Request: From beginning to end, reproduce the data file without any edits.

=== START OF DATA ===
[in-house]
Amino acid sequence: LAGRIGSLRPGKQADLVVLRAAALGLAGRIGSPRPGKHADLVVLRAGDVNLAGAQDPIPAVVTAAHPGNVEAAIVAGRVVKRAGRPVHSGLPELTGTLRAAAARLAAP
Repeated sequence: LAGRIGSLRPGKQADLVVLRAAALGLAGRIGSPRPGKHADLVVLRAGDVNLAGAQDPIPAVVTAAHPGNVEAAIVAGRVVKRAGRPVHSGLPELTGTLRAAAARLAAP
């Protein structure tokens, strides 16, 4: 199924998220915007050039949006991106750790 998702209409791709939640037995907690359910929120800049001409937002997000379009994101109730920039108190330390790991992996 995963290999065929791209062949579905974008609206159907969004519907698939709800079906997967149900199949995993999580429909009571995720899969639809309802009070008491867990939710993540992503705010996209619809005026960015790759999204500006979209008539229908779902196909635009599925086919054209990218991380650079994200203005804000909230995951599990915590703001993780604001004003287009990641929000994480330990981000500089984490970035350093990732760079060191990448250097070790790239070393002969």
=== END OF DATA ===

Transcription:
[in-house]
Amino acid sequence: LAGRIGSLRPGKQADLVVLRAAALGLAGRIGSPRPGKHADLVVLRAGDVNLAGAQDPIPAVVTAAHPGNVEAAIVAGRVVKRAGRPVHSGLPELTGTLRAAAARLAAP
Repeated sequence: LAGRIGSLRPGKQADLVVLRAAALGLAGRIGSPRPGKHADLVVLRAGDVNLAGAQDPIPAVVTAAHPGNVEAAIVAGRVVKRAGRPVHSGLPELTGTLRAAAARLAAP
């Protein structure tokens, strides 16, 4: 199924998220915007050039949006991106750790 998702209409791709939640037995907690359910929120800049001409937002997000379009994101109730920039108190330390790991992996 995963290999065929791209062949579905974008609206159907969004519907698939709800079906997967149900199949995993999580429909009571995720899969639809309802009070008491867990939710993540992503705010996209619809005026960015790759999204500006979209008539229908779902196909635009599925086919054209990218991380650079994200203005804000909230995951599990915590703001993780604001004003287009990641929000994480330990981000500089984490970035350093990732760079060191990448250097070790790239070393002969």